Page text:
In the wake of an election season peppered with references to rape by legislators vying for reelection or elevation to more prominent political positions: Representative Todd Akin’s woefully unscientific claim that “legitimate” rapes rarely result in pregnancy because women can “shut that whole thing down” or Richard Mourdock, Indiana state treasurer, reminding voters that when pregnancies result from rape “that it is something God intended to happen,” the deeply political intersections of criminal and health law became more visible. Representative Joe Walsh (Ill), for example, claimed that “with modern technology and science, you can’t find one instance” where a woman’s life can be saved with an abortion. Problematically, such comments to unwitting constituents parade as fact and stand contrary to vetted medical studies. For example, a recent study found that “women were about 14 times more likely to die during or after giving birth to a live baby than to die from complications of an abortion.” An abstract of the study can be found here.
Months ago, I wrote that it would be a mistake to isolate these politically-charged comments to republicans or even male legislators; on inspection, recent personhood amendments and the passage of fetal protection laws expose bipartisan collaboration on laws that may be unconstitutional, undermine women’s reproductive health, and prioritize criminal law interventions over healthcare and rehabilitation. More of that work can be found here, here, and here.
Most recently, Representative Cathrynn Brown of New Mexico stepped into the political fray on rape, exposing once more the ways in which women’s reproduction can become hostage to political pandering. Last week, Brown proposed House Bill 206, a law that would criminally punish rape victims who seek abortions. According to Brown, obtaining an abortion after sexual victimization amounts to “tampering with evidence.” Rape victims could face felony charges and up to three years in prison for violating the law.
Likely, Brown’s rape bill will not gain sufficient political support for passage. Nevertheless, recent political efforts to redefine rape, blame victims, and use the criminal law as a sword to regulate victims’ responses to rape deserve serious scrutiny and sustained critical engagement.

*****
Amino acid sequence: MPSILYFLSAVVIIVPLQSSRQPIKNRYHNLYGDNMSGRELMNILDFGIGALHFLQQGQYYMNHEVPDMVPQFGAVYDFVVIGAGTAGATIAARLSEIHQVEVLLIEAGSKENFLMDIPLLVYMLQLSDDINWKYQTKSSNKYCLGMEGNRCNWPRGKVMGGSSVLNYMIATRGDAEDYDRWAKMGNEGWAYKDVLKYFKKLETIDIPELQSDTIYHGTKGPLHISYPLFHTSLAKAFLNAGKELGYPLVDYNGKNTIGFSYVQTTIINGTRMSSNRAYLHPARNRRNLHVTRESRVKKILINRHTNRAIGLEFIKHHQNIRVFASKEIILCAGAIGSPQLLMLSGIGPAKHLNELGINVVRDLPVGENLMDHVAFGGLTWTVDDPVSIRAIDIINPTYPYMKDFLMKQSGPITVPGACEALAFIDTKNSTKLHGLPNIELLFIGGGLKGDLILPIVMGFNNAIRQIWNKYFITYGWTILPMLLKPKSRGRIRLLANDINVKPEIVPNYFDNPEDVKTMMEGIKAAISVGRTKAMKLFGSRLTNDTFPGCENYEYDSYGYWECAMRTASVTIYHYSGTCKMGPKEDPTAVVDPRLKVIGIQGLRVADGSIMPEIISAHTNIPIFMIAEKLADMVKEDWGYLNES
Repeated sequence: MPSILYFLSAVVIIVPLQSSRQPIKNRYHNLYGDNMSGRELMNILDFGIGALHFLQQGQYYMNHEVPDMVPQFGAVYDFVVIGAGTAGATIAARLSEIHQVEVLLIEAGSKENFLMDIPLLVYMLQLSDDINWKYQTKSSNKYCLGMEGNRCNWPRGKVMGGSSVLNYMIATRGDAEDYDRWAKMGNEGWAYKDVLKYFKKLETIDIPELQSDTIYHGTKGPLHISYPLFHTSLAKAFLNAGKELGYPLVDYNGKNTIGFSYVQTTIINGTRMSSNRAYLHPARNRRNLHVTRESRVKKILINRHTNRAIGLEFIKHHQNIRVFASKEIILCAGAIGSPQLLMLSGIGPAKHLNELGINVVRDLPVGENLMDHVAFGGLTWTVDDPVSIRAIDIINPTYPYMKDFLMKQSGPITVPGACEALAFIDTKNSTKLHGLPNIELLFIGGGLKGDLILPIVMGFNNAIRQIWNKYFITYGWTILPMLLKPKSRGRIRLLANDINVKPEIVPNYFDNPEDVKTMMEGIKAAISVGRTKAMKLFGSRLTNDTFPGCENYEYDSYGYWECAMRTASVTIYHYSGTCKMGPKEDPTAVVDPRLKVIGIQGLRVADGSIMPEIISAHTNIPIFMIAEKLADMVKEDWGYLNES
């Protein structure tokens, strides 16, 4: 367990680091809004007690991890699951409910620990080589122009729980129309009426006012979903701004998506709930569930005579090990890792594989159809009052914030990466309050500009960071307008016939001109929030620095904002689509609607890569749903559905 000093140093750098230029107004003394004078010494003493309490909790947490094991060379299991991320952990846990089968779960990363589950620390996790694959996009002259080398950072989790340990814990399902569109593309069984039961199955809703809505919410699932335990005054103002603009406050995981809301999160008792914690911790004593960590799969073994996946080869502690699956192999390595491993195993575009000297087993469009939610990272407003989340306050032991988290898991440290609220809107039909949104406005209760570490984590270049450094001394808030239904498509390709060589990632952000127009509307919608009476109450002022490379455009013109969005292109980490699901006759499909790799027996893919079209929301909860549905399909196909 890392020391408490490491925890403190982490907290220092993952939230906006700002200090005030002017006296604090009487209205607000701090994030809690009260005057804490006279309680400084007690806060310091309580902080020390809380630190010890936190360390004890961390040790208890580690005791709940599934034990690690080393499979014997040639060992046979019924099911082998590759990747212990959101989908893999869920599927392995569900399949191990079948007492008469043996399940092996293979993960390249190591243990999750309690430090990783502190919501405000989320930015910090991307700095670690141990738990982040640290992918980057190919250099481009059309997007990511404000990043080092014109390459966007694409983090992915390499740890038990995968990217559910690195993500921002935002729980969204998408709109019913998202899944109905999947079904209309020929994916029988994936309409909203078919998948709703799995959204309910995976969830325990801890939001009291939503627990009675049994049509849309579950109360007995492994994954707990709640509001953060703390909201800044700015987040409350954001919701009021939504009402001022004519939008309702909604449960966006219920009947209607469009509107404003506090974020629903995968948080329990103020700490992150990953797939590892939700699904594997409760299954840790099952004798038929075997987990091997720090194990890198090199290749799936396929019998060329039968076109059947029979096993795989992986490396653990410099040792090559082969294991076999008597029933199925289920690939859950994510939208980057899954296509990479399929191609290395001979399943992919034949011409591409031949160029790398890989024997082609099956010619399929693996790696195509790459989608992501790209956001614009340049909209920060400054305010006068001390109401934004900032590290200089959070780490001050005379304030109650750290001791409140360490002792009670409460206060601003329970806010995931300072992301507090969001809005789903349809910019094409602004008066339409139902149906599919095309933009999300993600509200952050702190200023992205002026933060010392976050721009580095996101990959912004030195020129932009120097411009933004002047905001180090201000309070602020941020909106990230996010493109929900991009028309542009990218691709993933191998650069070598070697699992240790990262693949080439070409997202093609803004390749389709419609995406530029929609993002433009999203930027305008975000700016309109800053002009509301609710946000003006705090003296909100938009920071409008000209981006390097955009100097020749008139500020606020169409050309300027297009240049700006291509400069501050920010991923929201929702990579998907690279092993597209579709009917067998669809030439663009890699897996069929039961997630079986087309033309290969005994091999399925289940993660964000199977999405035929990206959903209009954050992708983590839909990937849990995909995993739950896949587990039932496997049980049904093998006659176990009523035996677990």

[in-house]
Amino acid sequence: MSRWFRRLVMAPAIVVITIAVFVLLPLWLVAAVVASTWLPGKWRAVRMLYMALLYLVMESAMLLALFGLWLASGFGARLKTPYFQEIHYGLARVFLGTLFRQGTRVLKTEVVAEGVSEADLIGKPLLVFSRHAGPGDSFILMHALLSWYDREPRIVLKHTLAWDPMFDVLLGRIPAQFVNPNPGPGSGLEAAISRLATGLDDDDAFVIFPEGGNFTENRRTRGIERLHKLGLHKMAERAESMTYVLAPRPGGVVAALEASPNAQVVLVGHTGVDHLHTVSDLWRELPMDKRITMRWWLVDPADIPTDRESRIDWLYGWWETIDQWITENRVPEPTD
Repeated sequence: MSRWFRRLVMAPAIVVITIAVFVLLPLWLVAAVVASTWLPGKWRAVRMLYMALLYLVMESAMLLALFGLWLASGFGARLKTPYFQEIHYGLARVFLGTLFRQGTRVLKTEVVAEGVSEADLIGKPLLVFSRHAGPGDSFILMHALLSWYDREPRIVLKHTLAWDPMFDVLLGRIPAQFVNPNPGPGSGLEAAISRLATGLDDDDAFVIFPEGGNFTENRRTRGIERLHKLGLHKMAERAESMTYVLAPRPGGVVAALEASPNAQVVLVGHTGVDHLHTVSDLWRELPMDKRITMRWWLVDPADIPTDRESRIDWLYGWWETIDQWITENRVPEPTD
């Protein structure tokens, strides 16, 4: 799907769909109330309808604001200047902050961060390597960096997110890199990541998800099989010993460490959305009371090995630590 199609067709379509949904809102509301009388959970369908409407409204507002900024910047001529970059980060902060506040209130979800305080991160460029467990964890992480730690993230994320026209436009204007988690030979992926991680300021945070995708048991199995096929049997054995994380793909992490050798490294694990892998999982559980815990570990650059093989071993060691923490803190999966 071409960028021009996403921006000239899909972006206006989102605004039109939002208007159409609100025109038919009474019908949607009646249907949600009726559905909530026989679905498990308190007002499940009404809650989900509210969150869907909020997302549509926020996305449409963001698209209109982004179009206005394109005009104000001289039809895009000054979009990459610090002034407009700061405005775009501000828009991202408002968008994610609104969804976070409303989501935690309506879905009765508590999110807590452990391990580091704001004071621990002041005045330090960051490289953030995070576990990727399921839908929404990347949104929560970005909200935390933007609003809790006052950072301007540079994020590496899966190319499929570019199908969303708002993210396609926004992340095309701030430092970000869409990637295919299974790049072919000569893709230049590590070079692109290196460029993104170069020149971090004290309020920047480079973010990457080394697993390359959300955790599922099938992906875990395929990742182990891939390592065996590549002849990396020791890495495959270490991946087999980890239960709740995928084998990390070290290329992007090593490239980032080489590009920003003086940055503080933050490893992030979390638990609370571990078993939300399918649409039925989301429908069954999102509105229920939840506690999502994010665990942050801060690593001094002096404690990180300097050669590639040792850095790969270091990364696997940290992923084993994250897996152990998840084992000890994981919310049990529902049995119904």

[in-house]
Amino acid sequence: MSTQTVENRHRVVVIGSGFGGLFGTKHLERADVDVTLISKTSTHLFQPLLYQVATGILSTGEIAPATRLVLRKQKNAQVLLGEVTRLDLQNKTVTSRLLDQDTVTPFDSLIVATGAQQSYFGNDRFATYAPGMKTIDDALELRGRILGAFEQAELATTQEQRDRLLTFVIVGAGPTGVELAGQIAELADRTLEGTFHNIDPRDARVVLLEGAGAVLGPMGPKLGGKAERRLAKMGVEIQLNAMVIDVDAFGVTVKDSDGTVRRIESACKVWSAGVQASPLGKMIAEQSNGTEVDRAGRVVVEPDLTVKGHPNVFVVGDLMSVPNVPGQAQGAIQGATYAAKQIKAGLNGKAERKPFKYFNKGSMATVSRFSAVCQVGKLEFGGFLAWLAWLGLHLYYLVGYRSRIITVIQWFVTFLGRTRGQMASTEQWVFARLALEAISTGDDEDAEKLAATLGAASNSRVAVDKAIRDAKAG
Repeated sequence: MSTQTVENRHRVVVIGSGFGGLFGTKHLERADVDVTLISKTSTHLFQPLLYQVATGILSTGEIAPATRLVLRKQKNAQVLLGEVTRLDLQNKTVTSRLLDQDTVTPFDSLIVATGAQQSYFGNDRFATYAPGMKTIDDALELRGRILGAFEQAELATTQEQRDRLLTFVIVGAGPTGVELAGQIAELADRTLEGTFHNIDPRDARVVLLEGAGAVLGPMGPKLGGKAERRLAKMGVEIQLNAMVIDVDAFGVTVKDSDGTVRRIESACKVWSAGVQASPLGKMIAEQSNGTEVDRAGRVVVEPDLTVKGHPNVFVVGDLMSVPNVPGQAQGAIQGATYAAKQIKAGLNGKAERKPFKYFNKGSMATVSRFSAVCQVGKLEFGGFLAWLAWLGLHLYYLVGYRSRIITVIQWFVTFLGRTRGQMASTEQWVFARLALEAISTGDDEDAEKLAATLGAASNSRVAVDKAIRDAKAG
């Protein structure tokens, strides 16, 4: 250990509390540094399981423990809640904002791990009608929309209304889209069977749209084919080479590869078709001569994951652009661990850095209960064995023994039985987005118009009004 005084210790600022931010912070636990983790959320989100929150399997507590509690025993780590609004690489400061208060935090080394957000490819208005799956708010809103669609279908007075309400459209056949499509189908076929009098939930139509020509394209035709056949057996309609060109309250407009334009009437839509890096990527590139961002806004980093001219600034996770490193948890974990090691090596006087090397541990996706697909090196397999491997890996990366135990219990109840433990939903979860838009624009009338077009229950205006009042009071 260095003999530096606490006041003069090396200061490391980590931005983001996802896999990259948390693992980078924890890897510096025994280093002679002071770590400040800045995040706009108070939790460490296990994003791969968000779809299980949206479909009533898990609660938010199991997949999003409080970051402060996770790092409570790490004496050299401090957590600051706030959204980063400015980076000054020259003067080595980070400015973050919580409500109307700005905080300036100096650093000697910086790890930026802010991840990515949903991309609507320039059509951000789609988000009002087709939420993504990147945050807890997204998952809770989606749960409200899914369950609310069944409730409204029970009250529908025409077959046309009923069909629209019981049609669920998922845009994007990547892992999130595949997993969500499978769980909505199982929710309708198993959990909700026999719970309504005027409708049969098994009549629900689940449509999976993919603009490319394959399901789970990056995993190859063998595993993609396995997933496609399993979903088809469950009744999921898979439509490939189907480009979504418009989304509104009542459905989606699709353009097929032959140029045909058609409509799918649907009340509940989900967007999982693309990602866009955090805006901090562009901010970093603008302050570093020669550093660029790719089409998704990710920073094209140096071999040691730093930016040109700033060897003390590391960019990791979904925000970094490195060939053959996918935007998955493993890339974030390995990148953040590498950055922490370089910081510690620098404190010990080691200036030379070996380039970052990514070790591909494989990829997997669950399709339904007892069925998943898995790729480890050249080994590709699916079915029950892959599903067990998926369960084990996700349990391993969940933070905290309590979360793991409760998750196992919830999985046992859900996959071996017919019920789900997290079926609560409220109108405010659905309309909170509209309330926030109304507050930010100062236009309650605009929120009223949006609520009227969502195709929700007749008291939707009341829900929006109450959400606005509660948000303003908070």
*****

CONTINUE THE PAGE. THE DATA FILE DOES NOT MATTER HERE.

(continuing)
Next Wednesday, Professor Sean Cash of the Friedman School of Nutrition Science and Policy at Tufts will deliver a seminar presentation titled, “Fat Taxes and Thin Subsidies: Can food price interventions improve health?” Professor Cash will discuss the efficacy and health impacts of food price interventions that increase the cost of undesirable foods and/or decrease the cost of desirable ones. (For a little advance reading, take a look at his 2005 article by a similar title, which argues that estimates of the cost per statistical life saved through such subsidies compare favorably with existing U.S. government programs). Here’s a brief description of the lecture:
Activists often argue that food prices drive the obesity epidemic, and call for a change in taxes to raise the cost of undesirable foods and subsidies to lower prices of more desirable ones. Do these fat taxes and subsidies actually work? This seminar will review the evidence on efficacy, producer and consumer responses, distribution of health impacts and financial gains or losses, as well as the role of non-price interventions in relation to price changes.
As an added bonus, the seminar will be broadcast via live stream here—so no need to brave the icy cold!
Sheerr Room, Fay House
10 Garden Street, Cambridge, MA
Joan Ruderman will be giving a talk titled, “Hormonally Active Pollutants: What Are They, What Can They Do, and How Do We Know They’re Out There?” Here is a summary of her talk: